Tourism is the engine of economic and social development. However, to ensure its durability “Tunisia today needs security and peace,” said Wahid Ibrahim, former CEO of the Tunisian National Tourism Board (ONTT) in an interview with TAP news agency.
Summer and late autumn would be saved once the entire country is secure and a return to normal is ensured, “says Mr. Ibrahim.
The lifting of restrictions on Tunisia, decided by several countries (Britain, France, Germany, Switzerland ..) does, in fact, only concern coastal regions while for all tourists “safety
must be total and not regionalized. ” Indeed, “bookings cannot be boosted and customers reassured if potential signs of stability and security are not made clear, said Mr. Ibrahim.
On the regional level, Mr. Ibrahim stressed the need to pay due attention to development of regional tourism in Tunisia, which would attract a clientele of higher cultural and material level.
To do this, it is necessary to detect “pockets of tourism poverty “which do not lack assets, whether environmental or cultural that can be valued like El Haouaria, Korbous (Cap Bon) and Sejnane (Governorate of Bizerte). “Tourism is also a fantastic regional development tool “as long as planners integrate into the regional tourism all ingredients specific to the region, particularly ecological and cultural.
In this context, studies on ways and prospects for tourism development of regions, such as Sidi Bouzid, Kasserine, El Kef and Kairouan designed to enhance the natural and archaeological sites in these areas, like Sbeitla Chemtou and Bulla Regia, were carried out, but remained untapped.
These same studies have identified sites where small projects will be made (small inns guest houses, boutique hotels, typical restaurants ….) by and for the benefit of young people of the afore-mentioned regions, trained in the field of tourism, said Ibrahim. Regional tourism would be defined in networks (Implementation of projects that complement each others) for offseason tourists eager to discover the deep regions of
Tunisia,”the former head of ONTT argued.
Mr. Ibrahim proposes, in this regard, to hold a seminar to be organized in Kasserine and Sidi Bouzid through coordination between all departments concerned (Culture, Interior, Crafts …). Tourism has long exploited the waterfront and “Tunisia offered to tourists its climate and its beach “said Ibrahim. But in recent years the customer has become more demanding and has incorporated ecological and cultural expectations other than accommodation which has became “an accessory”.
This “one design” (seaside) has generated seasonality, price slashing, heavy investments for few months, inadequate training, precarious employment, lack of motivation of employees who fear dismissal, a passive marketing through the TO, construction of hotels in single file over the coastline, causing sea erosion ….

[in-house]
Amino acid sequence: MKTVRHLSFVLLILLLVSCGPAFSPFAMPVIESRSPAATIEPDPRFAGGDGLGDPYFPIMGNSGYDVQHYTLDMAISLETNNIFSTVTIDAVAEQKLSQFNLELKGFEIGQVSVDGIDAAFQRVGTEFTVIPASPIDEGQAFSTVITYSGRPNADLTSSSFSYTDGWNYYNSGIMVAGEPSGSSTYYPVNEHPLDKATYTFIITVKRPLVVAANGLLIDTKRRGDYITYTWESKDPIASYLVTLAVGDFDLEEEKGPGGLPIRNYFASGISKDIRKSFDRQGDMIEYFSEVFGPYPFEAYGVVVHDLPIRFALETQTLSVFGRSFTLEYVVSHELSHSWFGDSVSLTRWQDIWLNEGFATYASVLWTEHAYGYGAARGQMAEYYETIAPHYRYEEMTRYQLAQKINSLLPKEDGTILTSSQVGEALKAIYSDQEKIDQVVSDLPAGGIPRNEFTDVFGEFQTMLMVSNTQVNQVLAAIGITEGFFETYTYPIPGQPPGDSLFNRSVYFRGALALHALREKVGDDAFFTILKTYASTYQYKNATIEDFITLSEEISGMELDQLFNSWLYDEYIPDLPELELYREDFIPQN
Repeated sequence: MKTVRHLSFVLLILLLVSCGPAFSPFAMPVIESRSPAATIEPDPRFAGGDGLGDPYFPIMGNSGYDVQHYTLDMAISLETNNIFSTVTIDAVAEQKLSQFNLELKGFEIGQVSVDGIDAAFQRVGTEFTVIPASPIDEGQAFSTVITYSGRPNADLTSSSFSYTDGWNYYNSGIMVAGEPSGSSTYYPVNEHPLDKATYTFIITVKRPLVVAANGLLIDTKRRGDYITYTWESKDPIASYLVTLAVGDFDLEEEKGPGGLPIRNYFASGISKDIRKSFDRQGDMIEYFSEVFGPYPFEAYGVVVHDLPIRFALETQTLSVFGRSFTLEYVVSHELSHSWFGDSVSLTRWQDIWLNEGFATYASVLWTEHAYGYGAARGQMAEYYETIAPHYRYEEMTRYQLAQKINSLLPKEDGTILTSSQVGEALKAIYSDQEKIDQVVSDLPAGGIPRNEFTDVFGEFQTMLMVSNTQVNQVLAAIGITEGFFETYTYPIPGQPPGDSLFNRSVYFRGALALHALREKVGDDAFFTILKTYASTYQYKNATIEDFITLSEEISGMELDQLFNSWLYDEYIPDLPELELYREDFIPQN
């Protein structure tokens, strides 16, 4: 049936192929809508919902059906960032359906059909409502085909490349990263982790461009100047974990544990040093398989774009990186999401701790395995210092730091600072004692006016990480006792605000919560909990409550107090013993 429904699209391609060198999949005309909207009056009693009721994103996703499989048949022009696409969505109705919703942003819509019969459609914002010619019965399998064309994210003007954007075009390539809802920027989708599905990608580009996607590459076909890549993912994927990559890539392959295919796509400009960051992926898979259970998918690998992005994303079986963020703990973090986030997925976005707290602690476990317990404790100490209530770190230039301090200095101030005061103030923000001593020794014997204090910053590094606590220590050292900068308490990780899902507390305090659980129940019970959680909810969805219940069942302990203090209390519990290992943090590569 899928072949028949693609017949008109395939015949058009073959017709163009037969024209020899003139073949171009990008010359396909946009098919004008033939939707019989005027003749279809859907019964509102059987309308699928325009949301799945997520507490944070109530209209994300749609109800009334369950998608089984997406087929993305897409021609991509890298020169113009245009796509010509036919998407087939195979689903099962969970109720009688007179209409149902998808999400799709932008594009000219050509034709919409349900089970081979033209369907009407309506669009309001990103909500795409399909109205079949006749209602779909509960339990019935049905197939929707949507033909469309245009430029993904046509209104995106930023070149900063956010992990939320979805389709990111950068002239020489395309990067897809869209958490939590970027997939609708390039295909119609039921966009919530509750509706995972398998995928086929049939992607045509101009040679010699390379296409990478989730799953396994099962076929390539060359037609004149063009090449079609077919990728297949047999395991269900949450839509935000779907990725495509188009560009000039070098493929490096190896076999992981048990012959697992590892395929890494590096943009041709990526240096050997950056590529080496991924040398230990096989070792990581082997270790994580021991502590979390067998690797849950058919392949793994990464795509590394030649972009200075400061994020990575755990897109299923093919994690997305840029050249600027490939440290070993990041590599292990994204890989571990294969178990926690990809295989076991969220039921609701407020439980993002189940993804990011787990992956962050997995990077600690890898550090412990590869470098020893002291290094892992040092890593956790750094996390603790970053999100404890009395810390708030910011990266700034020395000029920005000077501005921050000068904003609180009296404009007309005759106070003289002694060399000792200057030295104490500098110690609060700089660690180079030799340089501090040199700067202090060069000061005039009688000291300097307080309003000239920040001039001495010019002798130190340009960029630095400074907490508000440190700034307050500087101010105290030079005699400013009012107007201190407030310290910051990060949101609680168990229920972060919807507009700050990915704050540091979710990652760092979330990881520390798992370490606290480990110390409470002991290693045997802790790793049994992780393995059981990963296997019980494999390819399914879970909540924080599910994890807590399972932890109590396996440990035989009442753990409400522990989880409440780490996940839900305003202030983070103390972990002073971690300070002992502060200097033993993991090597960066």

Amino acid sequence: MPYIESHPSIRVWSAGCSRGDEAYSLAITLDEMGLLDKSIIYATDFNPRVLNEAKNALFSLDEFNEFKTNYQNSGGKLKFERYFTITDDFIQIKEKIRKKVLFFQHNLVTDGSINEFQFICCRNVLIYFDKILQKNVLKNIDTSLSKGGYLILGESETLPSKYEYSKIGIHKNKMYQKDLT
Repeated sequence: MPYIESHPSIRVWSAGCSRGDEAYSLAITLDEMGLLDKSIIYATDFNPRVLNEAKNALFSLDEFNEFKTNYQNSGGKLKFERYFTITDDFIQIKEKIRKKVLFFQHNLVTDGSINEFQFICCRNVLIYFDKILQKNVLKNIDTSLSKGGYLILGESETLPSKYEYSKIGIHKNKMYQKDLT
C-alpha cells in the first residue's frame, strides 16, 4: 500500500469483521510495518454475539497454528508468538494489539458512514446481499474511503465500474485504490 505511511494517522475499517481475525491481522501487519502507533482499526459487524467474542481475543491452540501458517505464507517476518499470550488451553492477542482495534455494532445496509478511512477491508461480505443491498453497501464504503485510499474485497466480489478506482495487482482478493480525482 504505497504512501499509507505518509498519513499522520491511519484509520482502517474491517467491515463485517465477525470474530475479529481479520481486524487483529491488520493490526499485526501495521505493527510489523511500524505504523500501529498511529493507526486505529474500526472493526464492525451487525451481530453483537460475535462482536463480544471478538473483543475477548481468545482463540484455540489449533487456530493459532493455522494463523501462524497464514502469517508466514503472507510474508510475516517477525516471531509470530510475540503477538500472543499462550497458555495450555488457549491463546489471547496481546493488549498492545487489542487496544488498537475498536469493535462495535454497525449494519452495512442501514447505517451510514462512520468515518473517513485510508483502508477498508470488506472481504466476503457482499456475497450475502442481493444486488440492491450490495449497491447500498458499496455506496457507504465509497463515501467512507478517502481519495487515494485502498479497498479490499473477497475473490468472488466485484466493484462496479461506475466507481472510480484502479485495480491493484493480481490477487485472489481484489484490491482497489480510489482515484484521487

Development plans for tourist areas that have opted for mass tourism and caused the separation between the country and its waterfront, are no longer appropriate, Mr. Ibrahim said.
These plans must now be shifted from the seafront and turn their back to it to be integrated into urban centers and fabric, because “nothing is better that the animation generated spontaneously by the people.”
As such, as designed by relatives and family of the deposed president, development plans of tourist areas such as Lella Hadhria, Lella H’lima and Lella Mariem, to be constructed or in progress in the tourist area of Djerba-Zarzis, could be reviewed.
The Revolution of January 14 came in time to make known to the rest of the world a country called Tunisia which has 3000 years of history and “has just written with little means a new chapter in the universal history of revolutions generating a capital of sympathy which no awareness campaign would have achieved, “said Mr. Ibrahim. We must therefore preserve this capital likely to attract new investment.
Finally, to ensure the revival of tourism, communication should no longer be advertising but rather direct and targeted. The point is target the media and partners in markets including TO and travel agents, without omitting social networks.
Presenting other forms to boost Tourism, the former CEO of ONTT suggested organizing the profession, involving professionals in reviving the sector and strengthening partnership between the authorities and professionals.
The tourism sector provides 300,000 direct jobs and 100,000 other indirect, i.e. 400,000 jobs accounting for 10 per cent of the workforce. It covers 60% of the trade balance deficit and its share in GDP is estimated at 6.5 pc.